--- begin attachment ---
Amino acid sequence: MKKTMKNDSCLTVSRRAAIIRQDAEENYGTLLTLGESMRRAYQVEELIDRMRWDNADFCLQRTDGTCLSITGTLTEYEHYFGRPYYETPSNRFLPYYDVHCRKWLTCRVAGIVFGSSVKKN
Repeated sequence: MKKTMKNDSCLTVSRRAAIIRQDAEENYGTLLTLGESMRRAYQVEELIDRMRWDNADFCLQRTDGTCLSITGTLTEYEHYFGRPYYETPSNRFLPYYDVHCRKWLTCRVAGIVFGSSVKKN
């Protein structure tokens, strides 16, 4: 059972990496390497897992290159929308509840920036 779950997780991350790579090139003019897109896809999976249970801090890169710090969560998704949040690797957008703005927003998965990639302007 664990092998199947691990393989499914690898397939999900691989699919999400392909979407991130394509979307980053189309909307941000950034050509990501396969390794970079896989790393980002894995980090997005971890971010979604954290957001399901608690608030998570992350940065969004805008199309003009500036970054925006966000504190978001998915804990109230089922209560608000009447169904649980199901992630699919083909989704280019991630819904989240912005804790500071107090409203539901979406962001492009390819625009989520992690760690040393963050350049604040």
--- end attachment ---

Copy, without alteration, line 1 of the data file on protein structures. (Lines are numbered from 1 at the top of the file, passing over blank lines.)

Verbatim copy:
Amino acid sequence: MKKTMKNDSCLTVSRRAAIIRQDAEENYGTLLTLGESMRRAYQVEELIDRMRWDNADFCLQRTDGTCLSITGTLTEYEHYFGRPYYETPSNRFLPYYDVHCRKWLTCRVAGIVFGSSVKKN